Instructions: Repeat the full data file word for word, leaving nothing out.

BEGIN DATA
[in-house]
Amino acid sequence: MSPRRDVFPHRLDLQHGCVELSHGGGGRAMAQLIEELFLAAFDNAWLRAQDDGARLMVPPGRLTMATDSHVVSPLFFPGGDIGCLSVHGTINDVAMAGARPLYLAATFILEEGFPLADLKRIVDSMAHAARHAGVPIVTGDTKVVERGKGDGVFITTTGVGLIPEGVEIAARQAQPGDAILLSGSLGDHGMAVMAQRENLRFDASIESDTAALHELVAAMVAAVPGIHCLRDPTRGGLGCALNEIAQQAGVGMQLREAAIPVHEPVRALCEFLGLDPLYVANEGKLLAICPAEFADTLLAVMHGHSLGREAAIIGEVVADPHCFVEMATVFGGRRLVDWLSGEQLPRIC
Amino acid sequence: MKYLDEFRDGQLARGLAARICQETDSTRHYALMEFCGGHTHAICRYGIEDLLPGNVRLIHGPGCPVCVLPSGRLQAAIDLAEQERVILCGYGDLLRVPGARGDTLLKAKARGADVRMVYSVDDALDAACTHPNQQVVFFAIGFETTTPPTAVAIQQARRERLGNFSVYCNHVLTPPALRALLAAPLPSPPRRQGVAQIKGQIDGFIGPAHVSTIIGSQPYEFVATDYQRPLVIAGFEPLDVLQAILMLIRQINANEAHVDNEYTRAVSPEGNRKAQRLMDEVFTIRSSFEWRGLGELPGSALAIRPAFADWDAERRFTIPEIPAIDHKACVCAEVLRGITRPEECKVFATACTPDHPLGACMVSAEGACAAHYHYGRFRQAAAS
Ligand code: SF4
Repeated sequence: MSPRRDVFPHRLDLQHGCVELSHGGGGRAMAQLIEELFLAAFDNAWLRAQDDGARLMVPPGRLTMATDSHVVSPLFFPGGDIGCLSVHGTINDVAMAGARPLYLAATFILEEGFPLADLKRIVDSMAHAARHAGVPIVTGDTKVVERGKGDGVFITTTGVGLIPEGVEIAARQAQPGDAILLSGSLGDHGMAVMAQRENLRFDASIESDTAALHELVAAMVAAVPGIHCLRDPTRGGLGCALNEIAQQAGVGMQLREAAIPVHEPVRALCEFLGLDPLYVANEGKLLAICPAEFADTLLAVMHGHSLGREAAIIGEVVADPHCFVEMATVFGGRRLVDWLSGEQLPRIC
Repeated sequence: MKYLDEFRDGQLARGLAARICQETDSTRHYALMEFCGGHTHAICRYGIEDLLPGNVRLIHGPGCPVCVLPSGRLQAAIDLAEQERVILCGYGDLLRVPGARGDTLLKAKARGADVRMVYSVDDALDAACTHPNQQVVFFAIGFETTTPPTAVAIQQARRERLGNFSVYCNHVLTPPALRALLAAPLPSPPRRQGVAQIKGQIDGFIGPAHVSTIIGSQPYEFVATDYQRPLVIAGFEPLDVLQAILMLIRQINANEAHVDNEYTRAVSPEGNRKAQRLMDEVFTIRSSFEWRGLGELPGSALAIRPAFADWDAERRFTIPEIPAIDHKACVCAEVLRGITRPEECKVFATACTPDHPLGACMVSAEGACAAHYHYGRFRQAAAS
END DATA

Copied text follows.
[in-house]
Amino acid sequence: MSPRRDVFPHRLDLQHGCVELSHGGGGRAMAQLIEELFLAAFDNAWLRAQDDGARLMVPPGRLTMATDSHVVSPLFFPGGDIGCLSVHGTINDVAMAGARPLYLAATFILEEGFPLADLKRIVDSMAHAARHAGVPIVTGDTKVVERGKGDGVFITTTGVGLIPEGVEIAARQAQPGDAILLSGSLGDHGMAVMAQRENLRFDASIESDTAALHELVAAMVAAVPGIHCLRDPTRGGLGCALNEIAQQAGVGMQLREAAIPVHEPVRALCEFLGLDPLYVANEGKLLAICPAEFADTLLAVMHGHSLGREAAIIGEVVADPHCFVEMATVFGGRRLVDWLSGEQLPRIC
Amino acid sequence: MKYLDEFRDGQLARGLAARICQETDSTRHYALMEFCGGHTHAICRYGIEDLLPGNVRLIHGPGCPVCVLPSGRLQAAIDLAEQERVILCGYGDLLRVPGARGDTLLKAKARGADVRMVYSVDDALDAACTHPNQQVVFFAIGFETTTPPTAVAIQQARRERLGNFSVYCNHVLTPPALRALLAAPLPSPPRRQGVAQIKGQIDGFIGPAHVSTIIGSQPYEFVATDYQRPLVIAGFEPLDVLQAILMLIRQINANEAHVDNEYTRAVSPEGNRKAQRLMDEVFTIRSSFEWRGLGELPGSALAIRPAFADWDAERRFTIPEIPAIDHKACVCAEVLRGITRPEECKVFATACTPDHPLGACMVSAEGACAAHYHYGRFRQAAAS
Ligand code: SF4
Repeated sequence: MSPRRDVFPHRLDLQHGCVELSHGGGGRAMAQLIEELFLAAFDNAWLRAQDDGARLMVPPGRLTMATDSHVVSPLFFPGGDIGCLSVHGTINDVAMAGARPLYLAATFILEEGFPLADLKRIVDSMAHAARHAGVPIVTGDTKVVERGKGDGVFITTTGVGLIPEGVEIAARQAQPGDAILLSGSLGDHGMAVMAQRENLRFDASIESDTAALHELVAAMVAAVPGIHCLRDPTRGGLGCALNEIAQQAGVGMQLREAAIPVHEPVRALCEFLGLDPLYVANEGKLLAICPAEFADTLLAVMHGHSLGREAAIIGEVVADPHCFVEMATVFGGRRLVDWLSGEQLPRIC
Repeated sequence: MKYLDEFRDGQLARGLAARICQETDSTRHYALMEFCGGHTHAICRYGIEDLLPGNVRLIHGPGCPVCVLPSGRLQAAIDLAEQERVILCGYGDLLRVPGARGDTLLKAKARGADVRMVYSVDDALDAACTHPNQQVVFFAIGFETTTPPTAVAIQQARRERLGNFSVYCNHVLTPPALRALLAAPLPSPPRRQGVAQIKGQIDGFIGPAHVSTIIGSQPYEFVATDYQRPLVIAGFEPLDVLQAILMLIRQINANEAHVDNEYTRAVSPEGNRKAQRLMDEVFTIRSSFEWRGLGELPGSALAIRPAFADWDAERRFTIPEIPAIDHKACVCAEVLRGITRPEECKVFATACTPDHPLGACMVSAEGACAAHYHYGRFRQAAAS